Bubba to Britain?
Death and Texas
Welcome to the Fund House
Multinational Legions
Sex Change in the Chapel
Elvis on the Line

Post-Presidential Clinton
Bubba to Britain?

As time runs out and Bill Clinton pulls heartstrings in nostalgia-laden speeches at Democratic fundraisers, details of his post-presidential plans are slowly emerging. First came reports that Clinton might not be spending much time at the family's Chappaqua estate. Last month, the president said he wanted to stay with his mother-in-law, Dorothy Rodham, in Little Rock while working on his library. Now the London press is reporting that Clinton is looking for a place to live while teaching at Oxford. Tony Blair is said to have launched security preparations for the president's arrival in the English countryside.

Death-house photo-op: Geraldo Rivera exits after "last interview" with Gary Graham.
photo: Andrew Lichtenstein
Death-house photo-op: Geraldo Rivera exits after "last interview" with Gary Graham.

Meanwhile, Clinton is reported to be taking steps to ease the painful return to private life among his inner circle. Soon after he was sworn in in 1993, Clinton signed a tough executive order requiring administration officials to wait five years after departing government before lobbying any federal agency for which they previously had any responsibility. The order also forbids lobbying for a foreign country. (Before Clinton took office, a ban on lobbying by former administration officials required only a one-year "cooling-off period.")

Washington being what it is, this effort to "uphold the highest possible ethical standards" didn't mean much, since any former official can sit in a K Street office hatching lobbying strategies and send out junior partners to do the dirty work.

Even so, it's been an annoyance, and now Clinton, who has caused his inner circle so much distress and embarrassment—not to mention legal expense—during the Lewinsky mess, is reported by a White House spokesperson to be reviewing the executive order with an eye toward relaxing its inconvenient details.

Dubya's Lethal Lessons
Death & Texas

People surely mistake the growing public obsession with the death-row lottery as some sort of precursor to reform and abolition. Nothing could be further from the truth. Only one state, Illinois, now has a moratorium on executions and another, Maryland, is considering one. Meanwhile, the tumbrels are rolling! Since the death penalty was restored in 1976, 625 people have been executed, 133 of them in Texas while George W. Bush has been governor. Illustrating the public's confusion on the matter, a recent Texas poll found that 55 percent of respondents think the death penalty is unfair, but 75 percent of them approve of it.

"We need the death penalty," one woman told CNN after Gary Graham's execution last week. "We need to teach our children . . . uh, our children are all spoiled rotten. . . . " Still, capital punishment is an expensive form of education, according to one Duke University study, which found that more than $1 billion has been spent in the U.S. since 1976 to administer the death penalty.

Public executions may come even sooner than we think—i.e., when the first TV reporter worms his or her way into a witness room and shoots the execution with a hidden camera in the manner of the infamous Daily News photo of Ruth Schneider being electrocuted in the 1920s. If the ratings are good, we might even see a new hit show, Nonsurvivor, with replays of killings around the world, from stonings in Saudi Arabia to hangings in Singapore to dismemberment in Afghanistan.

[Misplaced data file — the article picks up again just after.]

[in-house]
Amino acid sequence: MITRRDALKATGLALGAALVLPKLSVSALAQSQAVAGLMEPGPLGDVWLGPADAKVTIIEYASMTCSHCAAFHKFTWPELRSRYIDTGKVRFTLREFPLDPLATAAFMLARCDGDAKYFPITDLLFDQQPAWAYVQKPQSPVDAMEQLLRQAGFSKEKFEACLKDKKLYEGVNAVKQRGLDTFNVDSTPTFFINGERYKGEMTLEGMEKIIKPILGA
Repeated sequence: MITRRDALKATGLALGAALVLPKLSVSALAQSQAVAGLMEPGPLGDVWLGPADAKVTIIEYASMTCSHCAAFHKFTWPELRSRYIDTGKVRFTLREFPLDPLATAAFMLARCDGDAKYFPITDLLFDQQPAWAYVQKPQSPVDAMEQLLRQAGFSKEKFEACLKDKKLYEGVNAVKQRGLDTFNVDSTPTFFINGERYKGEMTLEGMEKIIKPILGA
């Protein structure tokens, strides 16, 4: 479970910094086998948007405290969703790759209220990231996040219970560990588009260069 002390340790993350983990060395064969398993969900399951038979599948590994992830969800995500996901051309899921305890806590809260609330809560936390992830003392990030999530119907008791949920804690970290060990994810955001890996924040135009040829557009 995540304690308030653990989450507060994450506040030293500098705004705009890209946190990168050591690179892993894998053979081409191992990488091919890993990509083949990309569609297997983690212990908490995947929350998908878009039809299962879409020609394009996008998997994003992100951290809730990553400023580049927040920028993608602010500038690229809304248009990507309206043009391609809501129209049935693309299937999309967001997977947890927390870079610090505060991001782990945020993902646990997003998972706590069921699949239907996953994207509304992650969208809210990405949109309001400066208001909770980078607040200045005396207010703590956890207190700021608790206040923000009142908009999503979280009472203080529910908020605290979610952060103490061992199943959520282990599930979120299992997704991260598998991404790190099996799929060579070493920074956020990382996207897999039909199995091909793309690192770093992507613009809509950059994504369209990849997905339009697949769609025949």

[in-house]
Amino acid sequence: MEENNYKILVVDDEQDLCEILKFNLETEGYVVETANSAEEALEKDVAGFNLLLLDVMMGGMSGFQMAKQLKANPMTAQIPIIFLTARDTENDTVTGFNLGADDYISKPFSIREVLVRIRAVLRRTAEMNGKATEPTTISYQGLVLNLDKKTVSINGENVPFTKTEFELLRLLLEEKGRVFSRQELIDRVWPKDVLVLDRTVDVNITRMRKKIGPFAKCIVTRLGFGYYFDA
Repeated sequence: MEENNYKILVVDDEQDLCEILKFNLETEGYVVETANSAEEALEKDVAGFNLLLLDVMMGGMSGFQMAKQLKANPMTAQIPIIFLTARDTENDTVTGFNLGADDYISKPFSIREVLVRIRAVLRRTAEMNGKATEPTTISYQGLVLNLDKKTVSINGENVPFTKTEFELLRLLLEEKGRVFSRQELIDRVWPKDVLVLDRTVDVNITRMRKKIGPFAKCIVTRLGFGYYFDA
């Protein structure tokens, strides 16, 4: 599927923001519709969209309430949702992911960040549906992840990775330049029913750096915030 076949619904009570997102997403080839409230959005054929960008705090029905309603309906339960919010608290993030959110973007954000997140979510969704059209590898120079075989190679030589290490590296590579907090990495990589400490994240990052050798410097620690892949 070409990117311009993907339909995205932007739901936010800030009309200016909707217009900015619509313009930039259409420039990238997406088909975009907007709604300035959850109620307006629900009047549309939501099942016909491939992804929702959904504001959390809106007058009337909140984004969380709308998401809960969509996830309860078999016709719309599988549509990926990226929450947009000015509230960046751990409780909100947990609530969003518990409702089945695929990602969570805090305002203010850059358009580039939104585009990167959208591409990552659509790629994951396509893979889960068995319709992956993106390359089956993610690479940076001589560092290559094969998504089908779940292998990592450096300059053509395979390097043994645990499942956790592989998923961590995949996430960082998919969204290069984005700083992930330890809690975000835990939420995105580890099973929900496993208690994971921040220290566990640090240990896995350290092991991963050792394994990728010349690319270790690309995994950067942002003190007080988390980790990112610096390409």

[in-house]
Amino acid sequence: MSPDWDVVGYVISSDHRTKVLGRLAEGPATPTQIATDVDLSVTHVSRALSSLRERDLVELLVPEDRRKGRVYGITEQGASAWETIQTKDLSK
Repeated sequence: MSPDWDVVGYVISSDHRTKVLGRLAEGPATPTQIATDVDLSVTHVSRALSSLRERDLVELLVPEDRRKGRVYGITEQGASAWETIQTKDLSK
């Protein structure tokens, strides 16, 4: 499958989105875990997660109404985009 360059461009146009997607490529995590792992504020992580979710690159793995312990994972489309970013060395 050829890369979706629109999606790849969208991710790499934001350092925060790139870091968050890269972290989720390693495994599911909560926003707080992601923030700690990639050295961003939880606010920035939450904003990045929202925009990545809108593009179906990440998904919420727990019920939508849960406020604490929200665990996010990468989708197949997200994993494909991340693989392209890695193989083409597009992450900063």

Gambling With Workers' 401(k)s
Welcome to the Fund House

The most significant story of the U.S. economy during the Clinton years is not the roaring bull market, but the deliberate dismantling of the pension system conducted under the watchful and approving eyes of the highest officials of the administration and their lapdogs in the labor unions.

Using the trillions of dollars held in trust for workers to build a mutual fund house of cards must amount to the biggest economic ripoff in U.S. history. To get an idea of just how America's new pension system, the 401(k), can be misused, consider a recent class-action lawsuit brought, under the RICO laws, against New York Life Insurance Co. by James A. Mehling, a respected former vice president of the the firm. It's seldom that top executives emerge from the boardroom to spill their guts in public, so the story is important.

The suit, filed in federal district court in Philadelphia, charges the insurance giant with manipulating its employees' retirement plans, and then sacking Mehling for trying to blow the whistle. (The company denies the charges.) Mehling alleges that, beginning in 1991, New York Life's top officials used employee retirement funds as seed money for separate mutual funds New York Life was attempting to launch. The suit claims that during 1994 and 1995, hundreds of millions of dollars were siphoned into these MainStay Institutional Funds. It also alleges that siphoning was key to the existence of the mutual funds, since the fees charged to investors were too small to cover costs, and the funds' market performance was spotty.

"For example," the complaint states, "when outside investors in the new International Equity [a mutual fund], who had held a majority of the assets. . . began fleeing the fund in 1997-1998, the defendants pumped tens of millions of dollars in pension plan assets into the fund to keep it from collapsing. During one year, when half of the fund's outsidemoney left . . . the pension plans went from having a $40 million stake in the fund, which represented 38 percent of the fund's assets, to having over $100 million, or 75 percent, of the fund's assets."

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